As the days flow into weeks a new pattern of living has been thrust upon me. My dual illness of an advanced cancer and some sort of tumour at the base of my spine has been life changing. However, my daily existence is far from the world of doom and gloom it could be if I allowed the illness to win. It won't!
Happily, I can still lose myself in a daily Kindle experience or immerse myself in the many Netflix adventures available to all for a small monthly fee. I've always loved history and YouTube seems to offer, free of charge, a never ending supply on a subject matter close to my heart. Sadly, circumstance has now forced me to spend more of my life in bed and that's when the demons of the night can attempt to create some midnight mayhem. But my recent discovery of podcasts and catch up radio daily comes to my rescue and, if I awake at 3am, then its not long before those vagabonds of ill opportunity are sent packing. Later, between five and six pm, my darling Jenny appears at my bedroom door with that familiar smile that never fails to delight. After unplugging me from my night time water works apparatus, Jenny then makes us both a cup of tea which we enjoy with the help of Luna, our much loved Cavachon puppy. Her excitement as she approaches every new day is a joy to be part of and a contentment enwraps me as I share her early morning antics. Then my day begins - - - -
My first job is to prepare my medication for the day ahead, no easy task for until recently I had to swallow a total of fifty, prescribed tablets throughout the day. It was with some amusement that I picked up on the Doctors comments that they could reduce all medication that was part of a long term health strategy. I'm now down to about thirty tablets a day for they've stopped wasting the long term medication on me. My next job is to complete the non lavatorial part of my morning ablutions, all carried out from my sick bed with water brought in by Jenny. This includes washing my upper body, cleaning my disintegrating teeth, shaving, etc. The more difficult washing around the nether regions is, thankfully, performed by Jenny, so I know that when the district nurse calls I will, at least, be clean. Another daily regret I have to accept is that I no longer have any control over my bowel movements. This means that I spend some considerable time seated on my bedroom commode in hopeful anticipation of a bodily function of some kind. The tediousness of this is made easier by listening to even more podcasts.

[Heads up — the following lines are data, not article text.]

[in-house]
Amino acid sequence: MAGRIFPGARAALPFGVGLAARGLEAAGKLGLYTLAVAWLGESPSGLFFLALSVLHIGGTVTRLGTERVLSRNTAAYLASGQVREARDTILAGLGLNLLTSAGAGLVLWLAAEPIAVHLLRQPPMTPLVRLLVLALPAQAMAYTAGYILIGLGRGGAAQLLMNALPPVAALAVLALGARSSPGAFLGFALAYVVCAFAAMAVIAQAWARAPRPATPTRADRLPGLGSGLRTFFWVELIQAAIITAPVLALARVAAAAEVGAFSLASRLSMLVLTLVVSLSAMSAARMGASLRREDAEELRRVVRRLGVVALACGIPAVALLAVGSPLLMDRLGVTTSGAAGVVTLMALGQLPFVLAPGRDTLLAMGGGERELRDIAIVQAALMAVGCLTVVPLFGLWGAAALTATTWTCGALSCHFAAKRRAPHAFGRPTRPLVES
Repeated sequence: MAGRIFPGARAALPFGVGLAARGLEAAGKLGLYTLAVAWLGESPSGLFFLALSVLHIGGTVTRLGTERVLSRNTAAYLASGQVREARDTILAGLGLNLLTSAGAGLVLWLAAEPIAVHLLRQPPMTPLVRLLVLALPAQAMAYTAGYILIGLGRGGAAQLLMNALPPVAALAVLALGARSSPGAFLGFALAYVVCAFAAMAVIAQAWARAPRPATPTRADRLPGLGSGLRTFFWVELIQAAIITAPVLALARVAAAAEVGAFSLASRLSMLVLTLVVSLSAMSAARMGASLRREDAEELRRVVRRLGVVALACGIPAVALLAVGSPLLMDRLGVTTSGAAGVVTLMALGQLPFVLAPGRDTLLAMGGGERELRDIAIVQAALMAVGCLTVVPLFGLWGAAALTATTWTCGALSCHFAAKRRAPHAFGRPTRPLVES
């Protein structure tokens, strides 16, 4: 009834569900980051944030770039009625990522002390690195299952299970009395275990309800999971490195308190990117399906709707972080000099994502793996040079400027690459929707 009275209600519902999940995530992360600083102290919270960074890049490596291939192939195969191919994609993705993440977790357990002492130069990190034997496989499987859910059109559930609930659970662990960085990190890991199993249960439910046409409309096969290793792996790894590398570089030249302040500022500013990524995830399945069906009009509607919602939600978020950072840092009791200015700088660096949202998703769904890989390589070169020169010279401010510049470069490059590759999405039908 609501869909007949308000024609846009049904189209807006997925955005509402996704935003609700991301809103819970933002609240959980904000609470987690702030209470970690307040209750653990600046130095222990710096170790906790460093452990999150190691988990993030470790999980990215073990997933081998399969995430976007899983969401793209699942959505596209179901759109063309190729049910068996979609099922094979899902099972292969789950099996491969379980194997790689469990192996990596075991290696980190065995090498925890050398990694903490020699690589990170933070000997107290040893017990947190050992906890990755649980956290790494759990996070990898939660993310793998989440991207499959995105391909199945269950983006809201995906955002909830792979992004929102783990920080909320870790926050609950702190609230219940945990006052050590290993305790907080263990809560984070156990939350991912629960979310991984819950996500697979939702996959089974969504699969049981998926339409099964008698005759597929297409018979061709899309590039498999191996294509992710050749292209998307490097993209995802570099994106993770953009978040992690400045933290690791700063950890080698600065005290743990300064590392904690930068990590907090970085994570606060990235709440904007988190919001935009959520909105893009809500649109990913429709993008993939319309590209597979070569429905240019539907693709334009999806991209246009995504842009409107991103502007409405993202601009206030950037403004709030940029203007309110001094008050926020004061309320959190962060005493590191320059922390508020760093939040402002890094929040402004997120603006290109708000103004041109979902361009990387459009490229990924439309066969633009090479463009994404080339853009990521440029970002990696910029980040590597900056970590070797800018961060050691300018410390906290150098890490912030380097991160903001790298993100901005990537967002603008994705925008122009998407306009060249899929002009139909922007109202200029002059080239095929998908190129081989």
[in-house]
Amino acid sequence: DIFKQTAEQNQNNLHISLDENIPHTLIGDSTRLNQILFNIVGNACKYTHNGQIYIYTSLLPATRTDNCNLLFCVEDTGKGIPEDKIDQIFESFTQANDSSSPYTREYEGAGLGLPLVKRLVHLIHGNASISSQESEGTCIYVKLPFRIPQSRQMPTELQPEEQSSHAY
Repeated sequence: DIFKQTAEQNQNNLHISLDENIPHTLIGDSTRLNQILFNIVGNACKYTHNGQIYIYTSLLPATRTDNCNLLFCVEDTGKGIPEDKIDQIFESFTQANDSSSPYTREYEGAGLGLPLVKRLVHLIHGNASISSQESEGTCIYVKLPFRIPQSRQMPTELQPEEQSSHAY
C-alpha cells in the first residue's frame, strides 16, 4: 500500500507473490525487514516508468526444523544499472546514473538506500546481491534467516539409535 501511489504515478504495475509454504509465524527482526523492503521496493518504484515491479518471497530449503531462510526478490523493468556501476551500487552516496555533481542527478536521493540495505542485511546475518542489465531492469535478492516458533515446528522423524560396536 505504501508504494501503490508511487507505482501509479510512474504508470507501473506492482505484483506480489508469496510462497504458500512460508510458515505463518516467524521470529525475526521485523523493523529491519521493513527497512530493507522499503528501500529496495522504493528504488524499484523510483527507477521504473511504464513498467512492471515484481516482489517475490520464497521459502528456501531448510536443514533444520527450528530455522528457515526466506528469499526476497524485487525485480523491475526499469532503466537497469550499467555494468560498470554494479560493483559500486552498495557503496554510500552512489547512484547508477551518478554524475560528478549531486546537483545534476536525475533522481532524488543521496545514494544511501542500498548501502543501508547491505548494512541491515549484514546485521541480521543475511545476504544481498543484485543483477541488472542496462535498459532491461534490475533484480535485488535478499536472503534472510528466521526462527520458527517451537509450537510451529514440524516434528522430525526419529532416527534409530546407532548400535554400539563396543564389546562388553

My children have both praised me of late for my viewpoint with regard to life and death. They say my attitude has helped them and this can be summed up with this short story about a Chinese takeaway meal. After we had all enjoyed the scrumptious food, we found we were each supplied with a fortune cookie to finish off the meal. One by one my family devoured the tasty cookies whilst reading out the prophecy written on the slip of paper that each cookie contained, until, that is, it was my turn... When I broke open my sugary cookie all present saw that it was empty, that it contained no futuristic prophesy at all. With a feigned looked of misery I immediately said, "That's because I've got no future," then after a few seconds of over acting I smiled and for some reason laughter broke out. Following on that my daughter, Kathryn, pretended to find my missing message, "Its a message from Dr. Spock of Star Trek," she said. When I asked what it said, she replied, "Live long and prosper!" Cue more spontaneous laughter from all who were there. That black humour is vintage, 'Tuffs Humour,' and apparently it lives on in my children for which I'm both pleased and proud.